As previously mentioned, what we see is assumed to be current, so always take a moment to update your folio on our database as you gain more experience. Ensure each folio is genre specific (eg corporate, advertising, illustration) and is in pdf format, up to 4mb.
If you've been working as a freelancer, updating your folio can prove to be a challenge. We've often explained to our clients that those who freelance full time frequently have folios that don't truly represent their work, however this often doesn't cut it with them. Therefore, where possible, we advise that you do what you can to always get permission from your workplace to include pieces of your work in your folio.
Applying for jobs
When applying for a job, make sure that you include a cover letter that presents why you think you're the best person for the role. Look through the job ad and match up your previous experience with what they're asking for. Once you've finished, make sure you've addressed each point from the job ad; this will give you an even greater chance of ensuring you get shortlisted to go in and meet with them.
Make sure you keep note of what jobs you've applied for and who with. We've often contacted people only to find that they don't recall even applying for a position with us. Placing yourself in an employers shoes, would you consider getting someone in if it feels like they've just applied to the world with no thought about their suitability for the role?
To avoid disappointment and the rejection emails in your inbox, only apply for roles where you have actually gained commercial experience doing the work outlined in the advertisement. Those who simply apply for everything get known for doing so and could be overlooked for the perfect opportunity.
How to conduct yourself at an interview
Know the company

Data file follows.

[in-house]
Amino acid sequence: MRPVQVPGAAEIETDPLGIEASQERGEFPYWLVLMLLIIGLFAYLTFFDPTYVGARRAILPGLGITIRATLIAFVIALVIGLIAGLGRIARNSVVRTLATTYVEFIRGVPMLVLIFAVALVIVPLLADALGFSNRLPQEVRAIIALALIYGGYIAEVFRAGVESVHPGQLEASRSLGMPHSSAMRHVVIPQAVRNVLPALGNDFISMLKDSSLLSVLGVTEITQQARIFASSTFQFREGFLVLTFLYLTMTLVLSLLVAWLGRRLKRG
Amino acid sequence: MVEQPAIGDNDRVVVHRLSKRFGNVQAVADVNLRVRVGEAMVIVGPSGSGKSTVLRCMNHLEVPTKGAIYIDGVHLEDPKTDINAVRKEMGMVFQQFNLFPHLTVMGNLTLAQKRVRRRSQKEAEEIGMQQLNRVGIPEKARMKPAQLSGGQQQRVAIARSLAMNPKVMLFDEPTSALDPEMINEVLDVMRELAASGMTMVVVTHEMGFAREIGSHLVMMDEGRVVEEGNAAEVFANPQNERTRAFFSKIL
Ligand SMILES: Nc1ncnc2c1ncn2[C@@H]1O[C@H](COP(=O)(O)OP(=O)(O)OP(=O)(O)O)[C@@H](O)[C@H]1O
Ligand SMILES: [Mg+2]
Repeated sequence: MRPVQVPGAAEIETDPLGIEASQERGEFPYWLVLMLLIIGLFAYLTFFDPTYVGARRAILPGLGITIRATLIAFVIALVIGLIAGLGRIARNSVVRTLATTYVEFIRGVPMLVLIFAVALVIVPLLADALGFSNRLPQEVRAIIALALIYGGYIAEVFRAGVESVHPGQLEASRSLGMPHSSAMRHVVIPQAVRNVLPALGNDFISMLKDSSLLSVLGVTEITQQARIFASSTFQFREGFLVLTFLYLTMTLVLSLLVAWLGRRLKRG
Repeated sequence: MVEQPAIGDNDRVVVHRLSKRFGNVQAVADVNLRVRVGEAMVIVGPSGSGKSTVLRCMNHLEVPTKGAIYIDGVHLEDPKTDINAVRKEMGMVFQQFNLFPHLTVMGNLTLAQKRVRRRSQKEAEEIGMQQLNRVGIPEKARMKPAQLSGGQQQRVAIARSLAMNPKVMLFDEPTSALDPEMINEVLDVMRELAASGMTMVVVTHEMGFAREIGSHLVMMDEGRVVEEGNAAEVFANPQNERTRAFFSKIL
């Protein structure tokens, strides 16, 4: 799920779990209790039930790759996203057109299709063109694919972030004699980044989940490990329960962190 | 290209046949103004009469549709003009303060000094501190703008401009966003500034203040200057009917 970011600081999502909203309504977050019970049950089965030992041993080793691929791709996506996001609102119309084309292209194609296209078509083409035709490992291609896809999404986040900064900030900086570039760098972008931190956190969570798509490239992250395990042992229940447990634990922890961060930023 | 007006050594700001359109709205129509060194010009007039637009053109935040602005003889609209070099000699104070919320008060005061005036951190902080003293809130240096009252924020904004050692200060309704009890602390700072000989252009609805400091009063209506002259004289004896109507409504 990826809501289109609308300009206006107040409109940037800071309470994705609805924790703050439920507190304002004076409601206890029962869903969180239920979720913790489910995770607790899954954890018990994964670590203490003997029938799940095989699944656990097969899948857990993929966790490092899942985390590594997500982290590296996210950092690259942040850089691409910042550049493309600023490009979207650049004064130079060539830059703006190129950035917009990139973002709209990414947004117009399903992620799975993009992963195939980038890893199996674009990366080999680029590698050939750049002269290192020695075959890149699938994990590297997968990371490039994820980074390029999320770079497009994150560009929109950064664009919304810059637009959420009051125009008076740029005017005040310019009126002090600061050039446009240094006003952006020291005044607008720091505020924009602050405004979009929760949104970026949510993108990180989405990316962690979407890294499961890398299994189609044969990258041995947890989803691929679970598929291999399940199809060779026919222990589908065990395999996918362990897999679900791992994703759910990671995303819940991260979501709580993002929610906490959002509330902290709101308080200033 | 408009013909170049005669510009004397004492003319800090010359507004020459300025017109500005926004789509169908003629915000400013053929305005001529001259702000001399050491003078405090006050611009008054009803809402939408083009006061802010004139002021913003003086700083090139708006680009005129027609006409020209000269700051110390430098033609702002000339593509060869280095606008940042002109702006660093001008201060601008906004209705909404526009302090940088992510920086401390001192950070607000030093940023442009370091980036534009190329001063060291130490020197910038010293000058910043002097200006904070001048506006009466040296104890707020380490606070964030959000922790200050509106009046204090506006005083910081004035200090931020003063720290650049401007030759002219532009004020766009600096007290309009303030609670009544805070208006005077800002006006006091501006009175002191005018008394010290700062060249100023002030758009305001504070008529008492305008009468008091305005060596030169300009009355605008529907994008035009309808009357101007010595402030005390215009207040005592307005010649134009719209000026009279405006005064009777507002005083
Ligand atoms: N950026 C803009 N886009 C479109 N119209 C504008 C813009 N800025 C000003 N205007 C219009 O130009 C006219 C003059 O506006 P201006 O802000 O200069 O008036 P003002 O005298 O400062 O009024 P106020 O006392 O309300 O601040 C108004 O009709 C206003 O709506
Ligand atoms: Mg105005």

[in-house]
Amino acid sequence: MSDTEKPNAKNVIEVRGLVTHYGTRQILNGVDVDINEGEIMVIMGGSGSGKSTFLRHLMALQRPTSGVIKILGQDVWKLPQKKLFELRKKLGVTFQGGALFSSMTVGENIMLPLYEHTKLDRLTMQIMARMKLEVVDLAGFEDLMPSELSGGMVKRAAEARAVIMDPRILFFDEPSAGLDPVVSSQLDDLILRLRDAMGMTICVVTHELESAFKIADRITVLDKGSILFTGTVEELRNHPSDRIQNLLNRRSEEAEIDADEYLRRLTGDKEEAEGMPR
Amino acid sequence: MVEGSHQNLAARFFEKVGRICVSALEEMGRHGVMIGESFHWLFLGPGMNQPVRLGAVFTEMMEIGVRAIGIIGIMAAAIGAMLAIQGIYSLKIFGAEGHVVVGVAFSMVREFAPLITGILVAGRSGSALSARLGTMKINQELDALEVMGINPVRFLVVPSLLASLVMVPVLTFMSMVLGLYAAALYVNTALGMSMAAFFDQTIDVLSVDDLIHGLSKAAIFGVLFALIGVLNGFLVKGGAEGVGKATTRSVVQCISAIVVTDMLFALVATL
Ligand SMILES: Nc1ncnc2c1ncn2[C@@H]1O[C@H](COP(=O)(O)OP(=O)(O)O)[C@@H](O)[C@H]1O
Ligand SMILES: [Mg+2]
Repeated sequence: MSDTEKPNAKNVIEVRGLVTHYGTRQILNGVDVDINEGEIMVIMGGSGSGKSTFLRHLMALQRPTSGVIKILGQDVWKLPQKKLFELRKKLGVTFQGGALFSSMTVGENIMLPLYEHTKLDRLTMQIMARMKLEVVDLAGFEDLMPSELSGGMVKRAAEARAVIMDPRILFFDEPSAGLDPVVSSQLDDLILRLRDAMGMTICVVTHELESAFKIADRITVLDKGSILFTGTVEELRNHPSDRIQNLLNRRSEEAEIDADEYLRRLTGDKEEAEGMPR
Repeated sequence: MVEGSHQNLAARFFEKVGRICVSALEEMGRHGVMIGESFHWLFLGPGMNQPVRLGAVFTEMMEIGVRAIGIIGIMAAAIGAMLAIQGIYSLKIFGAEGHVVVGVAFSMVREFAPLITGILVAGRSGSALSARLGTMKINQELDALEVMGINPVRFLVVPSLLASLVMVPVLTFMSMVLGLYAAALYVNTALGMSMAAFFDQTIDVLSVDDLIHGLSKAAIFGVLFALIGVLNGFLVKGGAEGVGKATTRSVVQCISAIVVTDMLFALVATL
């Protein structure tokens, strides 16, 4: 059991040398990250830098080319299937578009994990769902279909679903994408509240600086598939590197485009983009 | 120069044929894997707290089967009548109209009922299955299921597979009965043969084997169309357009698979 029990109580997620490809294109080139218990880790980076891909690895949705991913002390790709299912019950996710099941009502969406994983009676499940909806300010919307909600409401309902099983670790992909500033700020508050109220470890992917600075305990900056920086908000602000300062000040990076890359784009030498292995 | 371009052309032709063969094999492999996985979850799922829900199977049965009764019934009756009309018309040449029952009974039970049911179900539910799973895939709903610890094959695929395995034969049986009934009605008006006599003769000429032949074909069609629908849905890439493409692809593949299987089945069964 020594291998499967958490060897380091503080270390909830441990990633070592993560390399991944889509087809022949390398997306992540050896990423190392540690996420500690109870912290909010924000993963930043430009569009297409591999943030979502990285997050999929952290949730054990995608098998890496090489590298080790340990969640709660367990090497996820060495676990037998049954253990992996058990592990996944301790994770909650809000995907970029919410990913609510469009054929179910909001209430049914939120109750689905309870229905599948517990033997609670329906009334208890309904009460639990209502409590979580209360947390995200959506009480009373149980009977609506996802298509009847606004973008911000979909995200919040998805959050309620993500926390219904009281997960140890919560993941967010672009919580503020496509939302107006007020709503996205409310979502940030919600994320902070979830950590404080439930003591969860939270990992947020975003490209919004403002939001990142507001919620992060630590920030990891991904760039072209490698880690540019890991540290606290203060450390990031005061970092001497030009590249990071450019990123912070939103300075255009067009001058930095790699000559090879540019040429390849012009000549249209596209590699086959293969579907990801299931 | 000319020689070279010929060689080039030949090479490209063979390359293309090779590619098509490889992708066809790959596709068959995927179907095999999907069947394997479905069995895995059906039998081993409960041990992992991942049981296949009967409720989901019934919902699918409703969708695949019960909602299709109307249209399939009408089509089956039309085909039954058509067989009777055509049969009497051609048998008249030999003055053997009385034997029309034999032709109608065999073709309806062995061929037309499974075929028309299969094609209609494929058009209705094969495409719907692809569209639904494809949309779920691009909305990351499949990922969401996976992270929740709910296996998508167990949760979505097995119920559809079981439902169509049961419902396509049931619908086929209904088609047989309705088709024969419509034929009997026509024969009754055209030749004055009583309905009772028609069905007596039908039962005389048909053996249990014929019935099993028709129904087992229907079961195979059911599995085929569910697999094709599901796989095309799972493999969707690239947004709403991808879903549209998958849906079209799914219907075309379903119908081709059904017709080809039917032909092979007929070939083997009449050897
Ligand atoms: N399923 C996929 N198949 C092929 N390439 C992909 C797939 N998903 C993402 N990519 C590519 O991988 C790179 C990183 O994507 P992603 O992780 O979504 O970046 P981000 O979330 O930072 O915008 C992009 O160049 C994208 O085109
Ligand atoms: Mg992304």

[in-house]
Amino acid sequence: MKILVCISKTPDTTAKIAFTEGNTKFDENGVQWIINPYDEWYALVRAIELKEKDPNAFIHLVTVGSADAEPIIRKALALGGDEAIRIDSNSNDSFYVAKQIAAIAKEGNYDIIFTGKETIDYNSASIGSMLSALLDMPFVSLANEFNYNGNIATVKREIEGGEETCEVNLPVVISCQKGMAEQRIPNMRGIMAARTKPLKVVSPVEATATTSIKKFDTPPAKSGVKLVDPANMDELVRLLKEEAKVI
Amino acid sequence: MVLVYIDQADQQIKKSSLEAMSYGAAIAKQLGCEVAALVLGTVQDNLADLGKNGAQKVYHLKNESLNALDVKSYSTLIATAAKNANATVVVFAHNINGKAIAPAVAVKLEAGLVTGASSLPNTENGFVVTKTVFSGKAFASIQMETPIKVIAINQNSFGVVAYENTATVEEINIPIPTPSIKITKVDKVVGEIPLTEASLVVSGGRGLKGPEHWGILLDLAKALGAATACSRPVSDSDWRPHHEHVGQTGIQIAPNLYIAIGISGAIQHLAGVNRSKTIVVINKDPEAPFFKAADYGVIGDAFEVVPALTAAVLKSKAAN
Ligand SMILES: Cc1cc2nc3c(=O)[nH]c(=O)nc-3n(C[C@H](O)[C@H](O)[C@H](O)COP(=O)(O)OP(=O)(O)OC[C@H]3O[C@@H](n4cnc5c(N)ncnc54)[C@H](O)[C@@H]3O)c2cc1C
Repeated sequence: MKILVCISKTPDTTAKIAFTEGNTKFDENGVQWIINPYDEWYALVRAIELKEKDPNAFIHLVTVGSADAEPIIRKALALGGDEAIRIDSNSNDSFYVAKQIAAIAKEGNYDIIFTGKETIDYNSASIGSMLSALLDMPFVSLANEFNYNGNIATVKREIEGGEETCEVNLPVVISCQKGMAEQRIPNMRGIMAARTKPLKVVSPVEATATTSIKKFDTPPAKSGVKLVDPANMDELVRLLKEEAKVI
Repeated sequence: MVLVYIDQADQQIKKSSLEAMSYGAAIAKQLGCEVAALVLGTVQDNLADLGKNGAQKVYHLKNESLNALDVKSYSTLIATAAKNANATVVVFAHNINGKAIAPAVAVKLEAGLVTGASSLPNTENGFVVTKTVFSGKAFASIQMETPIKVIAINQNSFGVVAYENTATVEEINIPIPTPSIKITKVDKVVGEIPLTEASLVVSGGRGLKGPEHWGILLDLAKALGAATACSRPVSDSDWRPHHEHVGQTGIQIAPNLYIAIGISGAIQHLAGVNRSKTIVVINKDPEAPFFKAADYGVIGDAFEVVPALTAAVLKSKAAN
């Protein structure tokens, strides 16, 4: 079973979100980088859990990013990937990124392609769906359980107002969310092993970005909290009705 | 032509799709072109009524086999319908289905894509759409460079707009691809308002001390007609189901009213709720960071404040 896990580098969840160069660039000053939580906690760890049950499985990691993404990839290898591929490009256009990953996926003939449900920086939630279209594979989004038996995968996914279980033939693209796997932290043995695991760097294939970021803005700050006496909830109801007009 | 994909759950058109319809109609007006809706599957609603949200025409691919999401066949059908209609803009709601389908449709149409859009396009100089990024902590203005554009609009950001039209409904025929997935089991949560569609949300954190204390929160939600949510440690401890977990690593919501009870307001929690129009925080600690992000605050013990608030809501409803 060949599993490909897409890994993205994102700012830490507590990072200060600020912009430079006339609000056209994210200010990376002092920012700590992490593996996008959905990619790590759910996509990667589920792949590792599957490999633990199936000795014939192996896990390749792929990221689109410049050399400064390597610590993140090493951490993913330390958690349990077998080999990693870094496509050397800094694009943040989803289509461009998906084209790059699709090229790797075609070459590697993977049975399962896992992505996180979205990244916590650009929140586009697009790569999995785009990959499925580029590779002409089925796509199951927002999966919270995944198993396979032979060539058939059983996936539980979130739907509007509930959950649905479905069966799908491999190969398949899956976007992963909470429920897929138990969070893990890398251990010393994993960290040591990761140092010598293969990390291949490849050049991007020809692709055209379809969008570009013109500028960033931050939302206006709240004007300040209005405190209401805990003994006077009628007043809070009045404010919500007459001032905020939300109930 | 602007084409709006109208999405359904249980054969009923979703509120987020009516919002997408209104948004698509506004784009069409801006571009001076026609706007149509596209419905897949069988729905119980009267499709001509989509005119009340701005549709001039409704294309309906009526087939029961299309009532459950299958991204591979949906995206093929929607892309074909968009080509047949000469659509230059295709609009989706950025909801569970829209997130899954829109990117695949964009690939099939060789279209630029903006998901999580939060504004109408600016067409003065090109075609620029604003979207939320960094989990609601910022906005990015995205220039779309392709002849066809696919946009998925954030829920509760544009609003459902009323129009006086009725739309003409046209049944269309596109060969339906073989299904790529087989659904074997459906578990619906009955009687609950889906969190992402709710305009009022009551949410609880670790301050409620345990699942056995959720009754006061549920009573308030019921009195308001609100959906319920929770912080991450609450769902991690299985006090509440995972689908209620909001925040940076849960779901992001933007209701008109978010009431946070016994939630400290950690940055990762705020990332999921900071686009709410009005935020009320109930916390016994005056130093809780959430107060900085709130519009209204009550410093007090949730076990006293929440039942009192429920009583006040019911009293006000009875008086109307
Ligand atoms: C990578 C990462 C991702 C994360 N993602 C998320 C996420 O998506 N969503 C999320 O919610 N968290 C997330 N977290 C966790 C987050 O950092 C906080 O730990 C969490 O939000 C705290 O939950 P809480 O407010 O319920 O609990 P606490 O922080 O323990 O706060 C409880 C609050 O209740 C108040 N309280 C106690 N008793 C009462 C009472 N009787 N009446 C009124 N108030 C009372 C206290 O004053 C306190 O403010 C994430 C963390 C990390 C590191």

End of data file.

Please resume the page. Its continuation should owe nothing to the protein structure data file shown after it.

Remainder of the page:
Prior to your interview, make sure you’ve done some research into the company so that you’re aware of their history and what kind of clients they work with.
Employers are looking for people who have the desired skill set and who are going to fit into their company culture, so be sure to research the company and the type of work they do so you can explore this together. Knowing the company and expressing what you've learned, reinforces that you may be the right person for the role and it makes a great impression in the process.
Invest the time to practice
Some might think going into the interview and 'winging it' would be the best way, however this may not end up presenting you in the best light. You need to be prepared to answer any question they present eloquently and precisely; "Yes" and "No" responses just don’t cut it in job interviews.
The only way to achieve this is to preempt what questions might be asked and have responses ready to go. Chances are that the interview will revolve around two types of questioning; behavioural questions that focus on your prior experience to qualify your ability, and more traditional questioning such as, "what are your strengths and weaknesses?". Going for a response that highlights a past experience is the best way to respond; it allows you to keep the focus on your success as well as reinforce your capability.